DALLAS, TX – Compass Datacenters has recently published an article that discusses the shift in how we view data centers from one of a “tech” resource to that of a “utility”. The article, entitled “DATA CENTERS: FROM TECH TO UTILITY” helps to explain why our definition of a data center is evolving. In discussing how we’ve come to view the ubiquity of data much the way we take for granted electricity or say, indoor plumbing, the article states:
“Using the term “commoditized” to describe a particular business or market often carries a negative connotation. Visions of generic versions of the same product quickly come to mind; this isn’t the case with data centers, where “commodity” serves as another term for intense demand. Many different phrases like, “data centers are the modern railroads,” have been used to describe the function they serve in our knowledge-based society. While concise, a more compelling argument can be made to explain the present-day data center landscape. Think utilities. Our societal reliance on the immediate access to everything from the Gross National Product of Lichtenstein to a better recipe for meatloaf is analogous, for example, to electricity. We have become so dependent on the availability of power whenever we flip a switch or plug a cord into a wall socket that its value is only apparent when it’s not available. So it is with all things that are data center resident.”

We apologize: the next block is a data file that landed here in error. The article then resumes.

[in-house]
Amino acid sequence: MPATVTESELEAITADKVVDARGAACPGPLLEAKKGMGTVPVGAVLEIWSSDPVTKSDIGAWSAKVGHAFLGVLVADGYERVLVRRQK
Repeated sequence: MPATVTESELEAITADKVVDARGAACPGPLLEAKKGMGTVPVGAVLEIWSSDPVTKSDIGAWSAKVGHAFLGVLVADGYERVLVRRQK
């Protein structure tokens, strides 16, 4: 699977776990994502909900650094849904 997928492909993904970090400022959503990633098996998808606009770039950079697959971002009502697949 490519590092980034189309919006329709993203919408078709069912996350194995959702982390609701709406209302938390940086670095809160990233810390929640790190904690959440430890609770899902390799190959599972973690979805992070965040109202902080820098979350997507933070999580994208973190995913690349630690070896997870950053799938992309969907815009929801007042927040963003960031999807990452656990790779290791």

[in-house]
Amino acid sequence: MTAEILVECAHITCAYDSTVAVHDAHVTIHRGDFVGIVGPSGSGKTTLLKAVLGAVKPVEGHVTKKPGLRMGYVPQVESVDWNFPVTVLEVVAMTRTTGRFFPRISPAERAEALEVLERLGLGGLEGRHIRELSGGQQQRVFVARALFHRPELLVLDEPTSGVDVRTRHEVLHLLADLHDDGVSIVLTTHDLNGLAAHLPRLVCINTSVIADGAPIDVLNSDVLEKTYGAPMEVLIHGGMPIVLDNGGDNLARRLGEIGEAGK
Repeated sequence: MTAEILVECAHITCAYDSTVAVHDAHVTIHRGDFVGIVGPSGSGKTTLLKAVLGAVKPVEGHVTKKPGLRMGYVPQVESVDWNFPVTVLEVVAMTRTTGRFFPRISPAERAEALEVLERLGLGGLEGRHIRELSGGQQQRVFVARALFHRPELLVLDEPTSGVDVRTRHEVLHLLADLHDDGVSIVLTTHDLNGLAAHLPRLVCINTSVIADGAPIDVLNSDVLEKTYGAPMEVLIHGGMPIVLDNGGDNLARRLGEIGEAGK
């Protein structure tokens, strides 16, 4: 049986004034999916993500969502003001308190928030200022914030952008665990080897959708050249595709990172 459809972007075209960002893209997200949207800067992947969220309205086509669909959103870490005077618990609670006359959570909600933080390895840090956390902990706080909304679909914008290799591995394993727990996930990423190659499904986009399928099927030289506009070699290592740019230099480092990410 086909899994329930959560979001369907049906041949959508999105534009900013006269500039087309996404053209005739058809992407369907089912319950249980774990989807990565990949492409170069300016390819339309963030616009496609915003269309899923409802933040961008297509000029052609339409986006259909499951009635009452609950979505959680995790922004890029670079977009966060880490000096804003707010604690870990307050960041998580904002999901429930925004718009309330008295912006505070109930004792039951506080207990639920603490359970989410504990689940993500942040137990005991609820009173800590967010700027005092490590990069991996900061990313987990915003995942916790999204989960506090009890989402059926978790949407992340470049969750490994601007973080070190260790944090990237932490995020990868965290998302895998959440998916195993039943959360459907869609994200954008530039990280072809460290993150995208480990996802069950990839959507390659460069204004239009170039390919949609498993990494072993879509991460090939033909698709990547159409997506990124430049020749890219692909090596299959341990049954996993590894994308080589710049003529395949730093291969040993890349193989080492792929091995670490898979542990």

Of course, this shift in how we perceive data – and our ever-growing need to have it available to us everywhere, instantaneously – is shaping the data center industry as we speak:
“The impact of artificial utility status on data centers will require many, if not all, providers to make substantial changes to their current mode of operation. Since substantive differences between the physical facilities themselves are eroding, the market has responded by effectively placing a ceiling on the price/MW that providers can charge within any given geographic location. The primary challenge facing today’s data center companies is to drive down their internal costs to maintain both margins, and if necessary, competitive maneuverability in pricing.
Naturally, the modifications and changes required to effect substantial cost reductions, vary from provider to provider. In general, however, the achievement of these cost contraction efforts will be a function of refinements in product design, personnel, and processes.”
Founded in 2011 by CEO Chris Crosby, Compass Datacenters is a worldwide leader in core and edge data center solutions for companies of all sizes and offers scalable data center solutions. Compass has data center campuses in Dallas, Ft. Worth, Columbus, Northern Virginia and Phoenix and we’ve built facilities for customers in a number of markets including Nashville, and Raleigh. For more information, visit compassdatacenters.com/solutions or follow @DataCenterFairy on Twitter.
|Company Name:||Compass Datacenters|
|Contact Person:||Steve Flaig, VP Marketing Compass Datacenters|
|Address:||14555 N. Dallas Parkway|